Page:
Research by Sheffield Hallam University has concluded that for every £1 spent on sport, at least £1.91 worth in benefits are generated.
Funded by the Higher Education Investment Fund and supported by Sport England and the Department for Culture, Media and Sport, the research looked beyond just medical return on investment, also considering reduction in crime, educational performance and life satisfaction. It is hoped that the study’s conclusions will now support policy makers in making a case for investment in sport.
In 2013 to 2014, £23.46 billion was channeled via various sources into sport participation by the public and private sectors. The University’s study suggests that the value of the social benefits returned totaled £44.75 billion.
“It is the first time the impact of sport has been evaluated using the Social Return on Investment method and it is a valuable way of showing just how effective sport is in our society,” said Dr Larissa Davies, one of four authors on the report. “At Sheffield Hallam, we are committed to increasing the level of physical activity on a national scale and by demonstrating just how beneficial sports participation can be we hope we are another step closer to achieving our goal.”
Based largely on the participation of children and adults and using both the Taking Part Survey and Active People Survey as a guide, researchers analysed as a wide range of social benefits, but admit the project may even underestimate the social value of sport.
“We have knowingly excluded several health, crime and education impacts (positive and negative) from this study, through a lack of sufficient empirical evidence on the effect of sport on social outcomes and/or the value of such effects,” said the study in its conclusions.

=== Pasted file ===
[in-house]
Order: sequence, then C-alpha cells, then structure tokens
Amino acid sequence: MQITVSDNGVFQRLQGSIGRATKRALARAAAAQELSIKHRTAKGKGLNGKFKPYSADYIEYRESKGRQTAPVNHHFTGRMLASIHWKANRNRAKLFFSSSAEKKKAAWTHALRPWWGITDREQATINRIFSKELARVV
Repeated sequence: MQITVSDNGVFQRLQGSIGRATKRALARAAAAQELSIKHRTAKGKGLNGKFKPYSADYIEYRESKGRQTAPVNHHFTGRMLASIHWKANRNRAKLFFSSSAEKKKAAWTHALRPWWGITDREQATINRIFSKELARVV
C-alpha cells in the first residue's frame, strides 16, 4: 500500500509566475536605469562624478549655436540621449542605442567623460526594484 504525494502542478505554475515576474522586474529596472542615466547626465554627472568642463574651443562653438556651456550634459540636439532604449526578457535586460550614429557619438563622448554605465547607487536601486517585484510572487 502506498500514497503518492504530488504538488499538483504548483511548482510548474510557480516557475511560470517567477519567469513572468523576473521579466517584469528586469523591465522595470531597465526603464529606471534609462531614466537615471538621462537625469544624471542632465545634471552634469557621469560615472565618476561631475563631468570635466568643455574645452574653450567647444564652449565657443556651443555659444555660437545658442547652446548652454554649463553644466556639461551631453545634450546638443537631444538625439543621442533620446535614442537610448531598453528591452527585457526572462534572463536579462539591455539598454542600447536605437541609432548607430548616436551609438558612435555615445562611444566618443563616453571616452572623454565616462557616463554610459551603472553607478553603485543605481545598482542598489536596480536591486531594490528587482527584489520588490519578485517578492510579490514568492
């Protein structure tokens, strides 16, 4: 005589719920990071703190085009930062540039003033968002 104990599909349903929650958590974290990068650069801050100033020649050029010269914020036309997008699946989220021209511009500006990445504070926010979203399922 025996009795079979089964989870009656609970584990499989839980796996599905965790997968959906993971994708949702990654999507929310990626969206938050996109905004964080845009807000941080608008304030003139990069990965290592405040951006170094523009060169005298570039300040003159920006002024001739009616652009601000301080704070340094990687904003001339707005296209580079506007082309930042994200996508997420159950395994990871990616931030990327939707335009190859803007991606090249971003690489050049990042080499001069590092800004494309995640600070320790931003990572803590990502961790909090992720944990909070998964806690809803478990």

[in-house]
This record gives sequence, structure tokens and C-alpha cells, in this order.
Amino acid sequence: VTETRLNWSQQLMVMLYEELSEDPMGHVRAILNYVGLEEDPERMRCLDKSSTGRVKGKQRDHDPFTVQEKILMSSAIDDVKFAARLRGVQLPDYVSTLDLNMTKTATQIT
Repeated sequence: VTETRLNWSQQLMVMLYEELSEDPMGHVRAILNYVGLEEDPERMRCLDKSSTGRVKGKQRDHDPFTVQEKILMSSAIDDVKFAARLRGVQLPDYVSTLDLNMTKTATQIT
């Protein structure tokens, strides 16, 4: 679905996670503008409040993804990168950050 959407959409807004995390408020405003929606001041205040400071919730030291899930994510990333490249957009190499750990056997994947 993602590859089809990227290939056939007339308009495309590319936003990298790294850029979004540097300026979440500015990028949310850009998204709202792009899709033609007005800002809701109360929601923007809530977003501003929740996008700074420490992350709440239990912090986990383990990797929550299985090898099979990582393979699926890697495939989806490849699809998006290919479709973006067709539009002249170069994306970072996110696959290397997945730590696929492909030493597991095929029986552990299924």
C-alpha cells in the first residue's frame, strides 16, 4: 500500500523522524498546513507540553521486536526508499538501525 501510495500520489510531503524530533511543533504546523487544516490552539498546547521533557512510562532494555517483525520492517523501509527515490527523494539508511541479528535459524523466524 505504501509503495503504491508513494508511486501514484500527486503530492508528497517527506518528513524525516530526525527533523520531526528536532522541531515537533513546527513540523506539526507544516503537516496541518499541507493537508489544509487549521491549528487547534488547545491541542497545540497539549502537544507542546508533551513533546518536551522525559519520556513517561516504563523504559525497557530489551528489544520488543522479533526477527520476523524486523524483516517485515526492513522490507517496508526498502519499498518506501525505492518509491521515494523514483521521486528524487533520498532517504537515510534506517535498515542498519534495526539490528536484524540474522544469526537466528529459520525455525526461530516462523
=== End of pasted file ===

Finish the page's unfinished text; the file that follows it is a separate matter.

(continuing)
Some of the key returns delivered include:
- Reduced risk of dementia worth £2.1billion
- Reduced risk of heart disease and stroke worth £1.14billion
- Lower risk of Type 2 diabetes worth £239million
- Lower risk of breast cancer worth £132million
- Reduced risk of colon cancer worth £48million
- Reduction in crime worth £41million. Sports participation offered a 1% reduction in incidents within ages 10 to 24 years.
- Improved life satisfaction worth £30.4billion to society
- Improved educational performance worth £5million
- Graduates who participate in sport at university earn an average of 18% more per year than their non-sporting counterparts
- Sports participation is found to be associated with higher subjective wellbeing
When it comes to a breakdown of funding sources, the results delivered £3.15 worth of social impact generated to every £1 invested by Government.
Every £1 invested from a public sector perspective returned £1.79 worth of social impact, though some assumptions come into play in this part of the study.
The university now welcomes outside interest in taking the study’s agenda forward in order to discover and quantify further benefits.
“It (the study) represents a first attempt to use a SROI analysis to value the sports industry and it is one of only a few studies that attempt to apply the method at a sector wide level more generally,” explained the conclusion. “As such, the application of the SROI approach to sport is in its infancy, and although it provides a potentially useful tool for measuring the wider benefits of sport to society in the future, further research is required to improve its measurement accuracy. Most importantly, future research should focus on improving the quality of evidence that is used in the SROI, primarily the empirical evidence to demonstrate the relationship between sport and social outcomes. We would welcome discussions with interested parties in how this research agenda can be taken forward.”
The report echoes the World Health Organisation’s report that further suggests building activity into our daily lifestyles.
To read the full report, click here.